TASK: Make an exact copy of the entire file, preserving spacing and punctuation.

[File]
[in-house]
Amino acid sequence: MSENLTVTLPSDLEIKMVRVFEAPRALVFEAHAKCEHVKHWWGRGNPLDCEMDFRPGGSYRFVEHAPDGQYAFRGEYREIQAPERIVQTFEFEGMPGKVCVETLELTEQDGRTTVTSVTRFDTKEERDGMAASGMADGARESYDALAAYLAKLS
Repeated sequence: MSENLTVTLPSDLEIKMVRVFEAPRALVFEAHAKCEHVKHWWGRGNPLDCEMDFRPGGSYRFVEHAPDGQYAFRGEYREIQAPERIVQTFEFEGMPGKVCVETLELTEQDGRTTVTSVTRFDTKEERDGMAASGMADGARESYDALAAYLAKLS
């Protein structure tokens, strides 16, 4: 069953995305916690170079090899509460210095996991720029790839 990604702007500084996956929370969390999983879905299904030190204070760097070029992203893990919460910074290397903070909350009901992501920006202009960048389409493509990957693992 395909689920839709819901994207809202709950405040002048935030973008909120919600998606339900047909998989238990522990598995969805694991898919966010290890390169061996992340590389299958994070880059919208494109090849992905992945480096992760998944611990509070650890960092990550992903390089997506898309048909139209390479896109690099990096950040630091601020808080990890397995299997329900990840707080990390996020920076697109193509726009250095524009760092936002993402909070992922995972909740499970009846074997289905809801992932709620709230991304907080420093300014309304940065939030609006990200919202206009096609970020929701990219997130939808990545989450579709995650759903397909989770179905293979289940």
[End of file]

[in-house]
Amino acid sequence: MSENLTVTLPSDLEIKMVRVFEAPRALVFEAHAKCEHVKHWWGRGNPLDCEMDFRPGGSYRFVEHAPDGQYAFRGEYREIQAPERIVQTFEFEGMPGKVCVETLELTEQDGRTTVTSVTRFDTKEERDGMAASGMADGARESYDALAAYLAKLS
Repeated sequence: MSENLTVTLPSDLEIKMVRVFEAPRALVFEAHAKCEHVKHWWGRGNPLDCEMDFRPGGSYRFVEHAPDGQYAFRGEYREIQAPERIVQTFEFEGMPGKVCVETLELTEQDGRTTVTSVTRFDTKEERDGMAASGMADGARESYDALAAYLAKLS
């Protein structure tokens, strides 16, 4: 069953995305916690170079090899509460210095996991720029790839 990604702007500084996956929370969390999983879905299904030190204070760097070029992203893990919460910074290397903070909350009901992501920006202009960048389409493509990957693992 395909689920839709819901994207809202709950405040002048935030973008909120919600998606339900047909998989238990522990598995969805694991898919966010290890390169061996992340590389299958994070880059919208494109090849992905992945480096992760998944611990509070650890960092990550992903390089997506898309048909139209390479896109690099990096950040630091601020808080990890397995299997329900990840707080990390996020920076697109193509726009250095524009760092936002993402909070992922995972909740499970009846074997289905809801992932709620709230991304907080420093300014309304940065939030609006990200919202206009096609970020929701990219997130939808990545989450579709995650759903397909989770179905293979289940």